The newest version of Healthcare.gov, the website used to sign up for health insurance coverage on the federal exchange, is now open for business. The open enrollment period for 2016 began on Sunday, November 1st and will run until January 31st, 2016 — although if you want your coverage to begin on January 1st, the deadline is December 15th, 2016.
The third year of open enrollment begins with fewer fundamental issues about the operation of Healthcare.gov and more issues about how to make healthcare insurance shopping a more user-friendly experience. To that end, the Centers for Medicare and Medicaid Services (CMS) has introduced two new features into the website that should make it easier for consumers to shop around and locate the plans they might need.
- Searching Your Preferences – A frequent complaint of Obamacare and the exchange shopping experience is uncertainty about whether your preferences are covered under your existing plan. Thanks to confusion or outright misinformation, consumers often found out after signing up for a plan that their favorite healthcare providers and hospital facilities were not covered. In some cases, necessary prescription drugs were not covered in a plan switch. To verify coverage, you had to go to the website of each individual consumer — a time-consuming process at best.
With the improved website, you will be able to search and find out which plans cover your favorite physician, hospital, or required prescription drugs by simply typing in the name. You can then decide whether retaining your preferences is worth the potentially higher cost associated with keeping them. This assumes that the website has up-to-date information and no typos on names, so we suggest you verify independently by calling your doctor and hospital before making your final purchase.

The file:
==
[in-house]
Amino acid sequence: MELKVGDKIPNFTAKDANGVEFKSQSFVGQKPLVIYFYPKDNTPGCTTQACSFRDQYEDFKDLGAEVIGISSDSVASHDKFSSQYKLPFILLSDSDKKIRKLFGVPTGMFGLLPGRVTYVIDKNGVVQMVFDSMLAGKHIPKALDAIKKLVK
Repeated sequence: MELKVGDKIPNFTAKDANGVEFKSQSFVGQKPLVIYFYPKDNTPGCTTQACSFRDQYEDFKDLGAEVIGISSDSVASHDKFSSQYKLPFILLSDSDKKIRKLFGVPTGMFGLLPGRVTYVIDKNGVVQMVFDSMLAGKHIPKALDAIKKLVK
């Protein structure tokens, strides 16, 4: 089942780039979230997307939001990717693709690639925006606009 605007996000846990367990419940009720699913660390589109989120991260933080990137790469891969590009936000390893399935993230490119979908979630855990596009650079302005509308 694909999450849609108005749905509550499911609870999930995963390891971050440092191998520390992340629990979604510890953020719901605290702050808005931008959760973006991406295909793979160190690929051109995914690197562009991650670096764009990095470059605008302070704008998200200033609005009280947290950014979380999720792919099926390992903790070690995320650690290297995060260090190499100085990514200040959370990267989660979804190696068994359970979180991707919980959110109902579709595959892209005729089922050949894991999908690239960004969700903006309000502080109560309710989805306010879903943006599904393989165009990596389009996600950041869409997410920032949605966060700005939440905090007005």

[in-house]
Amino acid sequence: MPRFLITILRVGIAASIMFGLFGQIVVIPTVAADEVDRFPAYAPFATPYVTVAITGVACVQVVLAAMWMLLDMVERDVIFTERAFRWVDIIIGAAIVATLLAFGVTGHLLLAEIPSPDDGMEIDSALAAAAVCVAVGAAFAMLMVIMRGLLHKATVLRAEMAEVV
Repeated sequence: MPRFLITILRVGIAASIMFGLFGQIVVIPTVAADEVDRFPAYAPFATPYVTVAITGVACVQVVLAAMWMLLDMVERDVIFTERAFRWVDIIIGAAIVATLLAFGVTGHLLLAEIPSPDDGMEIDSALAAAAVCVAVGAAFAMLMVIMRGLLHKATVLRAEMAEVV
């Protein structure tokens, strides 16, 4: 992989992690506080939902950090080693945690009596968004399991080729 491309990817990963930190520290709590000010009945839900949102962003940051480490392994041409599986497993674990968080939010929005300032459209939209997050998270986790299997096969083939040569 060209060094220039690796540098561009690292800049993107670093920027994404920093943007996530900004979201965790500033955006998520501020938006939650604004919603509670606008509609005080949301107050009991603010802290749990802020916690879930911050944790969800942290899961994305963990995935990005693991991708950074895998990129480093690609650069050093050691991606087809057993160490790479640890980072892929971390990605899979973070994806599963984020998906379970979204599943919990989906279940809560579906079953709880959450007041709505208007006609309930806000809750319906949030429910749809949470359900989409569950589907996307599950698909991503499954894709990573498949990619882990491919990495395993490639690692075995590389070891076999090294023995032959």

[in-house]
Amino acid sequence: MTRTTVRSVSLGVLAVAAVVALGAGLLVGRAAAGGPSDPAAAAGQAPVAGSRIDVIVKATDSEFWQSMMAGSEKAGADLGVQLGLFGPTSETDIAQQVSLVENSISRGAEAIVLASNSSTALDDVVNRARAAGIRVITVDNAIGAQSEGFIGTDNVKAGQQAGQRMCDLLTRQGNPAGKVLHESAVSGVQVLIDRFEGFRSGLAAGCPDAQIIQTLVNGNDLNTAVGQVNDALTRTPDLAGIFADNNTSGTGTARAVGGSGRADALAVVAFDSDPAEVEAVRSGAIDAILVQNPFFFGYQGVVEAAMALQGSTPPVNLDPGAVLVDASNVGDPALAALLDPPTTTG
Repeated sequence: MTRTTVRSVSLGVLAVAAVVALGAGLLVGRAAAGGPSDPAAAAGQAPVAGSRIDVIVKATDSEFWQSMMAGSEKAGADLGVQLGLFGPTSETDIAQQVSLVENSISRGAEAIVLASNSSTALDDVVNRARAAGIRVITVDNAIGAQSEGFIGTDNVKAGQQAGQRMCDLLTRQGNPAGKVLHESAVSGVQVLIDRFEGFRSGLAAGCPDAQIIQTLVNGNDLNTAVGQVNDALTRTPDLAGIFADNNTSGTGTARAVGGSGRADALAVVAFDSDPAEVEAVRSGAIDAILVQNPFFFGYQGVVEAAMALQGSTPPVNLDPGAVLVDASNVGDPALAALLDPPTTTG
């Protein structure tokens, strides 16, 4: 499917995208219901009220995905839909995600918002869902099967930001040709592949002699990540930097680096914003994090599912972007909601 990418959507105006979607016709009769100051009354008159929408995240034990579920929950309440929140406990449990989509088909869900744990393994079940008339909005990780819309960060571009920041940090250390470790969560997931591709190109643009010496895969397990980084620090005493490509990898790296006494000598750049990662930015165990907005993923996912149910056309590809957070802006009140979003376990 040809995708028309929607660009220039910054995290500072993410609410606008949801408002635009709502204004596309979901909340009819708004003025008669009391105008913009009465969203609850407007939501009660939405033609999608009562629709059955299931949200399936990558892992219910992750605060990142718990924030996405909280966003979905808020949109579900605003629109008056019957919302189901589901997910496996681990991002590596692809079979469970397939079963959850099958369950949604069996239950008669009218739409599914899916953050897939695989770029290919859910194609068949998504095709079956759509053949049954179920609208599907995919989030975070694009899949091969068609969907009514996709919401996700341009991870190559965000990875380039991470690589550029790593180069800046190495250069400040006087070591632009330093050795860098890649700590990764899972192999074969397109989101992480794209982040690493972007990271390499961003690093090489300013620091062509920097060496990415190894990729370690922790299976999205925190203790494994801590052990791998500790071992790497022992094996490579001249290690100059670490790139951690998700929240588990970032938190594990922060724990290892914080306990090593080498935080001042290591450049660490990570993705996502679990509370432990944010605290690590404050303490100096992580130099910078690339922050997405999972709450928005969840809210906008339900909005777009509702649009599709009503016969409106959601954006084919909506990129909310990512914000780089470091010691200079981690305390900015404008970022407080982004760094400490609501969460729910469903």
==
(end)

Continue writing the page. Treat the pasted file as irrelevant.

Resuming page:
- Cost Estimation and Comparison – The previous version of the website sorted by premium costs and tended to steer people toward the least expensive premiums. Some consumers did not make the connection that lower premiums mean higher deductibles and were surprised at how much their healthcare expenses increased with their new plans. Even when the connection was made, average healthcare consumers had difficulty assessing whether a higher deductible/lower premium plan or a lower deductible/higher premium plan made sense for their family.
To help consumers decide, the website will contain cost estimation capabilities balancing all the collective costs. The website calculates costs based on basic information (age, income, sex, zip code, etc.) along with input on whether you expect your health care costs to be low, medium, or high during 2016. Premiums are displayed including any tax credits for which you qualify, but you can choose to see the full price if you like.
You can run scenarios using different healthcare plans and levels of use with each plan and compare your other estimated health care costs along with premiums and deductibles to get a more complete comparison of how a plan fits your needs. Unfortunately, the site does not allow you to sort by total costs — you have to write those down on your own and compare them separately.
Ease of shopping is expected to be critical, because many plans have changed premiums and/or terms. For example, according to the Department of Health and Human Services, benchmark silver plan price changes range throughout the states from a 35% increase to a 13% decline.
To get the best deal, you are likely going to have to change plans. At the very least, you should take advantage of the new website tools and shop around. You may be pleasantly surprised by your options.